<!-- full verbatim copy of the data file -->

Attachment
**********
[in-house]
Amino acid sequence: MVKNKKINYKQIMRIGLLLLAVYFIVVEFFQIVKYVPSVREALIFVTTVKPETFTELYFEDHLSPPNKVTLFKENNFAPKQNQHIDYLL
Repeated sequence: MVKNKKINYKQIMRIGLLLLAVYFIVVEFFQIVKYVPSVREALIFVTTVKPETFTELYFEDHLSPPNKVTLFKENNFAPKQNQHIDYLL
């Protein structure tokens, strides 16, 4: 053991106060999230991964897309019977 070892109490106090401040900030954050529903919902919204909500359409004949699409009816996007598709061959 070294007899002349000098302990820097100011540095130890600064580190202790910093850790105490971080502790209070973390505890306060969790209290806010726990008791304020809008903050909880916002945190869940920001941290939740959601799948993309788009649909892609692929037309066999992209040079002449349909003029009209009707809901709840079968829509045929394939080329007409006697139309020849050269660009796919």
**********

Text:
[in-house]
Amino acid sequence: MVKNKKINYKQIMRIGLLLLAVYFIVVEFFQIVKYVPSVREALIFVTTVKPETFTELYFEDHLSPPNKVTLFKENNFAPKQNQHIDYLL
Repeated sequence: MVKNKKINYKQIMRIGLLLLAVYFIVVEFFQIVKYVPSVREALIFVTTVKPETFTELYFEDHLSPPNKVTLFKENNFAPKQNQHIDYLL
């Protein structure tokens, strides 16, 4: 053991106060999230991964897309019977 070892109490106090401040900030954050529903919902919204909500359409004949699409009816996007598709061959 070294007899002349000098302990820097100011540095130890600064580190202790910093850790105490971080502790209070973390505890306060969790209290806010726990008791304020809008903050909880916002945190869940920001941290939740959601799948993309788009649909892609692929037309066999992209040079002449349909003029009209009707809901709840079968829509045929394939080329007409006697139309020849050269660009796919």